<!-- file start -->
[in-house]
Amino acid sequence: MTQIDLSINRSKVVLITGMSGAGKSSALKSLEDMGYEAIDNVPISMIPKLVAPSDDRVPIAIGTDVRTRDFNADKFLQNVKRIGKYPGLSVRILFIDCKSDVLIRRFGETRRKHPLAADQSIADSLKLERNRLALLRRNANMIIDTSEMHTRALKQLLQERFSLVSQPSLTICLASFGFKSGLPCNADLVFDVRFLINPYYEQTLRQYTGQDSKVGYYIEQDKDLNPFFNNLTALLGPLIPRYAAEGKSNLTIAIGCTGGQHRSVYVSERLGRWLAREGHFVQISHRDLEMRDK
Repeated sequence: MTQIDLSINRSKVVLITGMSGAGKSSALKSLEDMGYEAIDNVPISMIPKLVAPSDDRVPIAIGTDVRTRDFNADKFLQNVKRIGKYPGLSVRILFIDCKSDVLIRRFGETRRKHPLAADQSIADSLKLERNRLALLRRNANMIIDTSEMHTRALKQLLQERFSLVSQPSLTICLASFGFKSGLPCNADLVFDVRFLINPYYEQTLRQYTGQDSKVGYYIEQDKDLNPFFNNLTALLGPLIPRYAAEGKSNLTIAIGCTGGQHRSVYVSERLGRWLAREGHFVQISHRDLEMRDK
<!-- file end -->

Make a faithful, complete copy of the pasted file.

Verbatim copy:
[in-house]
Amino acid sequence: MTQIDLSINRSKVVLITGMSGAGKSSALKSLEDMGYEAIDNVPISMIPKLVAPSDDRVPIAIGTDVRTRDFNADKFLQNVKRIGKYPGLSVRILFIDCKSDVLIRRFGETRRKHPLAADQSIADSLKLERNRLALLRRNANMIIDTSEMHTRALKQLLQERFSLVSQPSLTICLASFGFKSGLPCNADLVFDVRFLINPYYEQTLRQYTGQDSKVGYYIEQDKDLNPFFNNLTALLGPLIPRYAAEGKSNLTIAIGCTGGQHRSVYVSERLGRWLAREGHFVQISHRDLEMRDK
Repeated sequence: MTQIDLSINRSKVVLITGMSGAGKSSALKSLEDMGYEAIDNVPISMIPKLVAPSDDRVPIAIGTDVRTRDFNADKFLQNVKRIGKYPGLSVRILFIDCKSDVLIRRFGETRRKHPLAADQSIADSLKLERNRLALLRRNANMIIDTSEMHTRALKQLLQERFSLVSQPSLTICLASFGFKSGLPCNADLVFDVRFLINPYYEQTLRQYTGQDSKVGYYIEQDKDLNPFFNNLTALLGPLIPRYAAEGKSNLTIAIGCTGGQHRSVYVSERLGRWLAREGHFVQISHRDLEMRDK